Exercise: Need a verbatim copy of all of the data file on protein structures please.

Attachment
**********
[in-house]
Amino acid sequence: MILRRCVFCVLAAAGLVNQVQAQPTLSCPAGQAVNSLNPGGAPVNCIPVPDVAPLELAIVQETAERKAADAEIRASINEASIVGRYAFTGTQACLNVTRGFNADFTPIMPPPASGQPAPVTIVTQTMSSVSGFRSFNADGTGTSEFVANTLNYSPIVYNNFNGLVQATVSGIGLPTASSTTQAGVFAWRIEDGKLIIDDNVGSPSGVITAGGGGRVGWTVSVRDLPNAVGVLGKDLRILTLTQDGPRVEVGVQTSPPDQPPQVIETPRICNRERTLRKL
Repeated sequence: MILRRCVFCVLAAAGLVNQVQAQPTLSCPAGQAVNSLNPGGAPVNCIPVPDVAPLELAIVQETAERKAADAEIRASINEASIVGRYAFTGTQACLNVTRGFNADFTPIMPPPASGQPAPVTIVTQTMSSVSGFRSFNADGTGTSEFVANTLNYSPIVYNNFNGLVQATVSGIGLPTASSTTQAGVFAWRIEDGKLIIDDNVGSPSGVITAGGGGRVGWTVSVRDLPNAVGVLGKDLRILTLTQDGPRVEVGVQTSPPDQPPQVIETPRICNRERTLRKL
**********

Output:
[in-house]
Amino acid sequence: MILRRCVFCVLAAAGLVNQVQAQPTLSCPAGQAVNSLNPGGAPVNCIPVPDVAPLELAIVQETAERKAADAEIRASINEASIVGRYAFTGTQACLNVTRGFNADFTPIMPPPASGQPAPVTIVTQTMSSVSGFRSFNADGTGTSEFVANTLNYSPIVYNNFNGLVQATVSGIGLPTASSTTQAGVFAWRIEDGKLIIDDNVGSPSGVITAGGGGRVGWTVSVRDLPNAVGVLGKDLRILTLTQDGPRVEVGVQTSPPDQPPQVIETPRICNRERTLRKL
Repeated sequence: MILRRCVFCVLAAAGLVNQVQAQPTLSCPAGQAVNSLNPGGAPVNCIPVPDVAPLELAIVQETAERKAADAEIRASINEASIVGRYAFTGTQACLNVTRGFNADFTPIMPPPASGQPAPVTIVTQTMSSVSGFRSFNADGTGTSEFVANTLNYSPIVYNNFNGLVQATVSGIGLPTASSTTQAGVFAWRIEDGKLIIDDNVGSPSGVITAGGGGRVGWTVSVRDLPNAVGVLGKDLRILTLTQDGPRVEVGVQTSPPDQPPQVIETPRICNRERTLRKL